"The sound, clarity, and general hearing aid mode are much better from what I'm used to," said tester David Brahee, who lives near Minneapolis. "Its software package is easy to manipulate and understand, almost intuitive as to where you go next. I suppose it's even better if you were already an iPhone user."

Derrick Coleman, who plays for the Superbowl champion Seattle Seahawks, was the first patient to use Halo and has become a spokesman for the company.

But many less well-known users are testing the hearing aid and apps, too. Brahee, a hearing aid wearer for about four years, volunteered to test Halo because he enjoys checking out new technology. Because Brahee uses an Android smartphone, Starkey loaned him an iPhone. But while Brahee likes Halo, the hearing aid isn't enough for him to consider trading in his Android for an iPhone. "I'd be more apt to look at that and ... a new set of hearing aids with the Droid controls," he said.

Fabry said the company is considering developing an Android version of Halo. The Bluetooth 4.0 standard will make it easier to develop products for Google's open platform, he said.

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Alison Diana is an experienced technology, business and broadband editor and reporter. She has covered topics from artificial intelligence and smart homes to satellites and fiber optic cable, diversity and bullying in the workplace to measuring ROI and customer experience. An ... View Full Bio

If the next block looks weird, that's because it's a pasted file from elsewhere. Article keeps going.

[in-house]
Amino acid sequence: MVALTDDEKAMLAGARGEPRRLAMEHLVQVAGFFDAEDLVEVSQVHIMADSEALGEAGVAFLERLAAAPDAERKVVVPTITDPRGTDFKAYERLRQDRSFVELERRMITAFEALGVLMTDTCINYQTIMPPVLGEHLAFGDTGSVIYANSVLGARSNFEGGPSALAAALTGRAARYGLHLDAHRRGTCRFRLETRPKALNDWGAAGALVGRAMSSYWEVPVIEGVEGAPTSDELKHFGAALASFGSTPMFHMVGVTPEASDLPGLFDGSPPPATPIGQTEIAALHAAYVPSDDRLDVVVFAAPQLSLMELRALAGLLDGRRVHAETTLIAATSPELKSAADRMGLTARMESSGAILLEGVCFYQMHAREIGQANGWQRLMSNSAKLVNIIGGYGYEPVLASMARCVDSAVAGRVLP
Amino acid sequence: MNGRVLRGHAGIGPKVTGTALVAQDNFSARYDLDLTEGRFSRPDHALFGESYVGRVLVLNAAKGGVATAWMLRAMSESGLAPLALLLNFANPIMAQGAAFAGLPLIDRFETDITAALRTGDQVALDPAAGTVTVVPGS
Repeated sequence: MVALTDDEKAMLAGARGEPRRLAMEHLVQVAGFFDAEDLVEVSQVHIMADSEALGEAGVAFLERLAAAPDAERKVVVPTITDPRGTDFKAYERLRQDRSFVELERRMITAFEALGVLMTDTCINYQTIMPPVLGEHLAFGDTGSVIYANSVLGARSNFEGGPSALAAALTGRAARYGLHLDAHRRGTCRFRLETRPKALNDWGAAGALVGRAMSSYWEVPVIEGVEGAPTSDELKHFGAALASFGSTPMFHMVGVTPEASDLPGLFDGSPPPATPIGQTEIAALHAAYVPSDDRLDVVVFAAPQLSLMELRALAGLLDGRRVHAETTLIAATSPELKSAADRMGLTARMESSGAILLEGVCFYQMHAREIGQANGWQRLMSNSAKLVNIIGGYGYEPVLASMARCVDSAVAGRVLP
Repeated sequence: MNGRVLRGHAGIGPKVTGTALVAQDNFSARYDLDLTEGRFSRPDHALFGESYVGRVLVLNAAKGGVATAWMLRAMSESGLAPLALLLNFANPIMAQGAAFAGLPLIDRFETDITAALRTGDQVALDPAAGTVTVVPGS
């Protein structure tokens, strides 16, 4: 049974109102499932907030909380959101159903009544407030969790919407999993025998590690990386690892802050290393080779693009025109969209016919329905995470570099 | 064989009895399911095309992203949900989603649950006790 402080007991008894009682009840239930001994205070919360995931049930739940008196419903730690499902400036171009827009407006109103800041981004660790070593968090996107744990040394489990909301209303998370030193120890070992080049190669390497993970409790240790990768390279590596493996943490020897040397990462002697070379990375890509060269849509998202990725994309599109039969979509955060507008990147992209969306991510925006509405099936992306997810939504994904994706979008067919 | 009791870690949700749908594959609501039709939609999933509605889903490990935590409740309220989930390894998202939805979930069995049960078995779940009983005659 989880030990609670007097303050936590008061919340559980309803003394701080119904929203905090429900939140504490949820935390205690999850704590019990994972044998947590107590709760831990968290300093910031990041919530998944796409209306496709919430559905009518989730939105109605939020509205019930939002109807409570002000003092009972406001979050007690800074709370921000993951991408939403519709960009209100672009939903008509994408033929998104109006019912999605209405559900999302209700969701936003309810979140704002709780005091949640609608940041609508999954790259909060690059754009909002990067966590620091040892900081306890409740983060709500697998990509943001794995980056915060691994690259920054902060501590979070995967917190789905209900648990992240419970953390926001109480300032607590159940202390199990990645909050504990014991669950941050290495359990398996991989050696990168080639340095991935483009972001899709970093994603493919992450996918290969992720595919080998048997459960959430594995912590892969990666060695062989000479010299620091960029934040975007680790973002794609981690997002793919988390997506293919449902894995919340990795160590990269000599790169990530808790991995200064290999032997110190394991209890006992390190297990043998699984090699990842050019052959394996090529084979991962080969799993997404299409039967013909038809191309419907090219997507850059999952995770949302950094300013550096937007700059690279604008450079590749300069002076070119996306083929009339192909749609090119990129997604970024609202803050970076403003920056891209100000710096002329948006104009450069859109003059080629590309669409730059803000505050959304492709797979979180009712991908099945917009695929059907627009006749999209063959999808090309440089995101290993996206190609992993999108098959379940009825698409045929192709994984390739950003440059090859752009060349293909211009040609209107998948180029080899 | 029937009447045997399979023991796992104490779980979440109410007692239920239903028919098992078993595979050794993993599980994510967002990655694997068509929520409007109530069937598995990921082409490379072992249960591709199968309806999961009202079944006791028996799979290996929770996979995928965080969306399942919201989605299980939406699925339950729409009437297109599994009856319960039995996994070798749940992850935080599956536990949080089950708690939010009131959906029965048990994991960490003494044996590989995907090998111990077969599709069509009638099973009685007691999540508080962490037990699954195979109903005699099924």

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Alison_Diana
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Alison_Diana,
User Rank: Author
8/28/2014 | 10:19:49 AM
Re: These are a Beta versions at best
Thanks for your feedback. I am sorry you are having such an awful time with these hearing aids. I do have friends who  use hearing aids, actually, and their experiences vary. I think they are extremely personal devices so experiences vary widely. And they don't go to the VA, so care is different, too. 
Alison_Diana
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Alison_Diana,
User Rank: Author
4/21/2014 | 9:25:41 AM
Re: Hearing aid
Precisely, @Susan! As we've seen from Laurie's comments, it's vital for all members of this community to work together closely. Just because products are integrated doesn't necessarily mean the patient will be satisfied. We all rely so much on our smartphones and tablets that it's critical to extend this capability to as many individuals as possible. (And thanks for your kind words about the pic, taken in my front yard!)
Alison_Diana
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Alison_Diana,
User Rank: Author
4/21/2014 | 9:23:20 AM
Re: IPHONE 5S and hearing aids
@Laurie, your frustrations and experiences underscore how important it is for phone makers, developers, and healthcare providers -- in this case, hearing aid-makers -- to closely partner, not only on development but on support. We're talking about a health device, not a game or even a business app, and so ensuring the patient's satisfaction with the end result is vital. 
Susan Fourtané
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Susan Fourtané,
User Rank: Author
4/19/2014 | 11:13:31 AM
Re: Hearing aid
Alison,